There are luxury bath products from northern Ohio and natural-based cosmetic products supplied by a woman in Scioto County who was the cosmetic engineer for a large company but became disenchanted when products were shipped prematurely.
“She has a beautiful product,” said Kuehne. “Eric Tackett has local hand-made bowls and he writes on the bottom of the bowl where the wood was found.”
Not only is there a mish-mash of locally sourced items, there’s even some special vegan cheesecake dessert that resulted out of need for Kuehne’s daughter who was hospitalized at the age of five for a month and the doctors wanted to place her on methotrexate, a medication that helps people on chemotherapy to lower their white blood count.
But there was an option to change her diet and eliminate sugar, which the family did.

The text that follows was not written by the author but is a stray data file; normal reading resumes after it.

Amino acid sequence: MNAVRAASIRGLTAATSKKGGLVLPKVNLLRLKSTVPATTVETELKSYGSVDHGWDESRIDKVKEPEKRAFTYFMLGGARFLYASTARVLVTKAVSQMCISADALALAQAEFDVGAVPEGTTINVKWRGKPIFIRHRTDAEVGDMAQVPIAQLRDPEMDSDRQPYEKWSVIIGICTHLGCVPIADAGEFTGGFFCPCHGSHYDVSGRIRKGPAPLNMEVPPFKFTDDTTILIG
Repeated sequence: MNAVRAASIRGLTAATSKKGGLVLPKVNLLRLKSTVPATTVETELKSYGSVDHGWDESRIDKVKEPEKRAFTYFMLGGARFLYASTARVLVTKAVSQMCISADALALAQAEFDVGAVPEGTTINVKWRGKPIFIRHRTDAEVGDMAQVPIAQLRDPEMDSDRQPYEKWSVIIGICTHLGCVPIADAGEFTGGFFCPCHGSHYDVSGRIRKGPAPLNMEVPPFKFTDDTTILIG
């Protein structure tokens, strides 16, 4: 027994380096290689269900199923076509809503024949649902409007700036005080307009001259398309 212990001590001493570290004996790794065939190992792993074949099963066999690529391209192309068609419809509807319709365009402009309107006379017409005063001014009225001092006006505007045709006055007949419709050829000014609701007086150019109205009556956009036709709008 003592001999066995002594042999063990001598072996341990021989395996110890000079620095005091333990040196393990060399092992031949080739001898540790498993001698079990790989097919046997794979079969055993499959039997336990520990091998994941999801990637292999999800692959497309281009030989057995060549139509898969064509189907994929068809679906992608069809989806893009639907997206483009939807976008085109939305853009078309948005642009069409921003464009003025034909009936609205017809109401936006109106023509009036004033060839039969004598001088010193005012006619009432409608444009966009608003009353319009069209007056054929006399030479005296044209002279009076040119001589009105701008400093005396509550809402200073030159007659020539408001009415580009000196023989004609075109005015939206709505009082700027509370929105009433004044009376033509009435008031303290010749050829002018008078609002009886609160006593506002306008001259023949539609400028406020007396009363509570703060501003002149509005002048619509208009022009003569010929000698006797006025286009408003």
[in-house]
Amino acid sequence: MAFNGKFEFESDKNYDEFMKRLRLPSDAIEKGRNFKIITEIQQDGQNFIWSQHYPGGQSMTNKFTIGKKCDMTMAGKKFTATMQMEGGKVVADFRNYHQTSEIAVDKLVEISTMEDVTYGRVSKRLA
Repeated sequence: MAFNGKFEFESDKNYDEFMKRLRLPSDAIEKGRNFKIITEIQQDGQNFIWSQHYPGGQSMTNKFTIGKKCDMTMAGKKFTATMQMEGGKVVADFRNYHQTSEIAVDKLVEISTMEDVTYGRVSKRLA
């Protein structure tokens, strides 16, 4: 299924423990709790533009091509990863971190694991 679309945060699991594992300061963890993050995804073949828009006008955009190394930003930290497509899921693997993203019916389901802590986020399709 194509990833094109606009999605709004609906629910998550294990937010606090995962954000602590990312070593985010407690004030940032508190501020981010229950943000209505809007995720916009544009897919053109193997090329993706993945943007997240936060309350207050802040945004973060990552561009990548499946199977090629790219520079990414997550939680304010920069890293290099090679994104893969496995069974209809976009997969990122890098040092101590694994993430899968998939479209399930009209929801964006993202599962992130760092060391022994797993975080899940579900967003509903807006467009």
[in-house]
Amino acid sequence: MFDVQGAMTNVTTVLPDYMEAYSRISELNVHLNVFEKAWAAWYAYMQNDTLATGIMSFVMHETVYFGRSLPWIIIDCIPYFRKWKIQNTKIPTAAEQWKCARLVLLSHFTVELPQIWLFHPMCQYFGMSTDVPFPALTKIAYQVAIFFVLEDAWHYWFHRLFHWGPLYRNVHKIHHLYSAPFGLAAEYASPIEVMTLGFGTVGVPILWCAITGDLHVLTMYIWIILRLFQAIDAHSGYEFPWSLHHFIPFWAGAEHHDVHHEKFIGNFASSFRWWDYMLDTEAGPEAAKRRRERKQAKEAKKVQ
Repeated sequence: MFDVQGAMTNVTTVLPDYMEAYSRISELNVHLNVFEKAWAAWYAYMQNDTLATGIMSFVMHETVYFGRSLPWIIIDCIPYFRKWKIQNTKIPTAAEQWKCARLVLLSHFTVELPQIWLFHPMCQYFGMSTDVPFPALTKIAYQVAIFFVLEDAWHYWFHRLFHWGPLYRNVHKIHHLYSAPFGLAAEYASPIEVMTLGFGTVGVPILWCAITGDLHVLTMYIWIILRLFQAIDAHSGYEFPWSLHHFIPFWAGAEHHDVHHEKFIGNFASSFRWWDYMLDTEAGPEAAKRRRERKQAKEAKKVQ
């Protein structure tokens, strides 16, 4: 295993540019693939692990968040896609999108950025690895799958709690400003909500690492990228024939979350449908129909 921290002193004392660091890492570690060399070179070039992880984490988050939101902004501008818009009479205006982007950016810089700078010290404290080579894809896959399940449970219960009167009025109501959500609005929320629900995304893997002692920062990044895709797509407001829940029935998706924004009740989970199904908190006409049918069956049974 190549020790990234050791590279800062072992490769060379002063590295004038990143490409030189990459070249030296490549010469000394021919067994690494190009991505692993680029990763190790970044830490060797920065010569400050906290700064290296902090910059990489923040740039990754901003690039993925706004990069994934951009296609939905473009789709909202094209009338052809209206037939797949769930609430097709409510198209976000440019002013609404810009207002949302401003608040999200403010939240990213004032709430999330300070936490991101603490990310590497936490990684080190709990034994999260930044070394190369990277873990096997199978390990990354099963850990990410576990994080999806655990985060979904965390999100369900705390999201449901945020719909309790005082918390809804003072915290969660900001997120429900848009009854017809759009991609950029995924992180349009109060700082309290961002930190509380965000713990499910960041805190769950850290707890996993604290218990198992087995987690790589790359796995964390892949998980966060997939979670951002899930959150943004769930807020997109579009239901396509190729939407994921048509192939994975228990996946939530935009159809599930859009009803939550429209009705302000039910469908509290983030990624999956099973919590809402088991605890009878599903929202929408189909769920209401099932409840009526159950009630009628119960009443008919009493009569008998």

“Anything we put in here that was a food item was clean. No sugars. We found those cheesecakes at a market in Cleveland. They were delicious, very clean ingredients. We brought them back to our area as a dessert you can take home with you,” said Kuehne. “Our area is almost like a food desert in that sense. There aren’t a lot of healthy options.”
But their plans go beyond their own walls.
The women want to transform this tiny corner of Ironton into what they called Market Square. They foresee a little ice cream shop, a wine bar, a clean-eating café, craft beer, bistro tables out on the sidewalk and lights all across the area.
“What we want is to build the local economy one purchase at a time. We want to create a sustainable economy,” said Kuehne. “We really want this to be a space that people gather and a space that brings our community together.”